It's Amorphophallus titanium, and it intrigues scientists and "regular people" alike. (You can investigate articles from National Geographic and BBC news to learn more.)
References to the "corpse flower" or "giant corpse flower," most often refer to the plant species Amorphophallus titanum, also known as the Titan arum, which has the largest unbranched inflorescence (cluster of flowers) in the world. (The apparent "giant" flower is actually made up of many, smaller flowers.)
Looking at the picture, it may not be difficult to imagine why the Italian scientists who first discovered the flower in 1878 named it after Amorpho meaning shapeless, phallus meaning penis, and titanum meaning huge.
The plant, which is native to Sumatra (a providence of Indonesia), uses its scent to attract pollinating insects, just like most other flowers. But unlike most flowers, this one hopes to attract flies and carrion beetles - insects that like to feed on rotting meat. Even more strange - it can actually generate its own heat, with the UC-Davis plant heating up from 68 degrees to 90 degrees at its peak hours of smelliness.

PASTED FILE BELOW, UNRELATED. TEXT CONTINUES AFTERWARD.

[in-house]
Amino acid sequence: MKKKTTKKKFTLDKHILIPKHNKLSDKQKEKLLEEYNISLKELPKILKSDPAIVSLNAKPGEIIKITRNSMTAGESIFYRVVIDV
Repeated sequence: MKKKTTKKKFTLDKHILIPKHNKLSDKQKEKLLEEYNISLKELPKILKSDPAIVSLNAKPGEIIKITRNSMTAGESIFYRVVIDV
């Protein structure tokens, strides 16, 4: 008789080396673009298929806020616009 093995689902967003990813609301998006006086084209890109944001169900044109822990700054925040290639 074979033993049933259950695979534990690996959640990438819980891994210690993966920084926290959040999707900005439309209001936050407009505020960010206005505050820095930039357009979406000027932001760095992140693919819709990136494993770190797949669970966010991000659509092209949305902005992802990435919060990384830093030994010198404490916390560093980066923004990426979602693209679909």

Amorphophallus titanum, bloomed for the first time in the United States at the New York Botanical Gardens in 1937. As mentioned, it only blooms once every few years. In preparation of blooming, the plant can grow over 6 inches a day until it reaches its full height. Then, when the flower finally opens, it releases its powerful stench for a few middle-of-the-night hours each day for 2 - 3 days. Then the blooms fades until its next appearance.
The warmth of 2006 and mild winter to date have encouraged the Titan Arum or Corpse Flower into a phenomenal growth spurt and into flower -- an event that usually happens only once every six to nine years.
More effects of global warming?
Some recent blooms in the US include:
- August 2006 - Brooklyn Botanic Garden, NY
- August 2006 - Virginia Tech (claims to have 1 of the only 2 blooming corpse plants in VA)
- August 2006 - Seattle's Volunteer Park Conservatory
- June 2006 - Fullerton Arboretum, California State University
- July 2005 - University of California, Berkeley's Botanical Garden
- June 2005 - Greenhouse, UW-Madison, WI (They were so excited, they made video updates!)
- May 2005 - San Francisco's Conservatory of Flowers
- June 2004 - University of Connecticut's Dept. of EE Biology Conservatory